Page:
Thursday, March 31, 2011

Post-meeting Dong

A large part of today's meeting was about Labeled LDA. The model was compared to standard LDA and Supervised LDA ( It was mentioned that Supervised LDA is theoretically very nice, but in practice often is hard to get it working. For Labeled LDA, It was noted that the inference for the labels for the test documents was not worked out well (they had simplified it to standard LDA inference).

We also discussed the paper for discovering dialogue acts in Twitter. Overall, it wasn't clear was the goal was, how they defined dialogue acts, and therefore the evaluation was not very satisfying. We weren't sure what evaluation method would fit better.

We also discussed the overall popularity of looking at Twitter data nowadays. One of the main advantages is that it's easy to get (their API seems to be pretty good). Also, it's language is less formal than for example the WSJ, so could be more interesting if you're interested in more natural language.

Pre-meeting summary

The focus paper for this week, Characterizing Microblogs with Topic Models, uses a variation of LDA, Labeled LDA, to analyze the topics present in Twitter, and then uses these for the tasks of rating tweets and recommending users to follow. They construct several datasets for this purpose: a small corpus of tweets labeled with topics and a set of tweets rated by users that received them. Overall, the features extracted from their topic model significantly improve performance on both tasks.

Only three different related papers were read this week: a paper about modeling conversations in twitter, a paper about Labeled LDA, and a paper about analyzing twitter discourse.

Dhananjay and Alan read "Unsupervised Modeling of Twitter Conversations", Alan Ritter, Colin Cherry, Bill Dolan, NAACL 2010. This paper discusses unsupervised methods for analyzing dialog acts in series of tweets. They present three methods, the EM Conversation model, the Conversation+Topic model, and the Bayesian Conversation model, where the Conversation+Topic model was their principal contribution. They perform several types of evaluation: qualitative analysis of the output of the system, held-out likelihood, and a new task, conversation ordering, which consists of reordering a scrambled conversation.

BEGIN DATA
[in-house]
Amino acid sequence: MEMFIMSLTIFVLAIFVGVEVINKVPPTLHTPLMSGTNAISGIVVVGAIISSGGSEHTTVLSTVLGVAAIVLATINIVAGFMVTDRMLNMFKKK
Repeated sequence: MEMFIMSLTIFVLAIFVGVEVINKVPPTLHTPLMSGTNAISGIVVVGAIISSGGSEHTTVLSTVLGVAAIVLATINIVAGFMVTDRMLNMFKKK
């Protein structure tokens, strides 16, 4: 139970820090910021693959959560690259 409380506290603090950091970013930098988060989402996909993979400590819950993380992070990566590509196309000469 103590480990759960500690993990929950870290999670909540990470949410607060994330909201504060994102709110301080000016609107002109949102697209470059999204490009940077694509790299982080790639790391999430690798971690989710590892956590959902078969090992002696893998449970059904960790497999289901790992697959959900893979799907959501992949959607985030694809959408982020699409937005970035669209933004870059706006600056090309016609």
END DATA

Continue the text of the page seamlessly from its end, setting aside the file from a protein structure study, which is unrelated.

Weisi and Dong read "Labeled LDA: A supervised topic model for credit attribution in multi-labeled corpora", Daniel Ramage et al, EMNLP 2009. This paper presents the modified form of LDA that is used in the focus paper. This model allows some documents to be specified with labels, which constrains the latent topics that are allowed to be associated with that document. They evaluate the model on many different tasks, comparing to one-vs-rest SVM, although Weisi notes that comparing to vanilla LDA would have been good in order to understand the quantitative effects of adding the labels.

I read Beyond Microblogging: "Conversation and Collaboration via Twitter", Honeycutt, C. and Herring, S, HICSS 2009. This paper discusses and analyzes dialog in Twitter, particularly relating to the use of the @ symbol. The authors sampled 37k tweets over the course of the day, and hand-annotated a sample of these in order to answer questions about the presence and function of dialog in twitter, and the relation of the @ symbol to dialog. They found that dialogs are fairly prevalent on Twitter, and tended to be medium-length between two people. Further the use of the @ symbol was strongly related to discourse acts involving interacting with other people.

Wednesday, March 30, 2011

Pre-meeting comment - Dhananjay

Focus paper: Characterizing Microblogs with Topic Models
Related paper: Unsupervised Modeling of Twitter Conversations; Alan Ritter, Colin Cherry, Bill Dolan, NAACL 2010

The paper proposes an unsupervised approach to task of modeling dialogue acts. It is based on conversation model by Barzilay and Lee (2004) using HMMs for topic transitions, with each topic generating a message. Another latent variable - source is added that generates a particular word. A source may be one of (1) The current post's dialogue act, (2) Conversation's topic and (3) General English. Evalation is done by comparing the probability of the held out test data using Chib's estimator. Training is performed on a set of 10000 randomly sampled conversations with 3-6 posts. An interpretation of the model based on the 10-act dialogue model is presented. I observed that their interpretation presents a transition graph which is acyclic (excluding the self loops). This probably could be because of the length of the conversations and also that transitions with probability less than 0.1 are not shown. They are however not discussed. A comparison metric based on the ordering of the posts is proposed. The posts for a particular conversation are permuted and the Kendall co-efficient is calculated.

Pre-Meeting Commentary Alan

Related paper: Unsupervised Modeling of Twitter Conversations;
Alan Ritter, Colin Cherry, Bill Dolan, NAACL 2010

Focus paper: Characterizing Microblogs with Topic Models

The related paper I read this week proposes an unsupervised method for discovering dialogue structure or "dialogue acts" in twitter conversations. The idea was to automatically extract information that says something about the nature of the interactions between people in new mediums such as twitter. This is a pretty cool problem since the conversational aspects of English or any language seem to be one of the harder problems one could pose in NLP. The authors crawled Twitter using its API and obtained the posts of a sample of users, and all the replies to their posts, extracting entire conversation trees. All the data amounted to 1.3 million conversations. Only 10,000 random conversations are used, and scaling the models to the entire corpus is left for future work. The authors introduce three models, the EM Conversation model, the Conversation+Topic model, and the Bayesian Conversation model, the second being an extension of the first.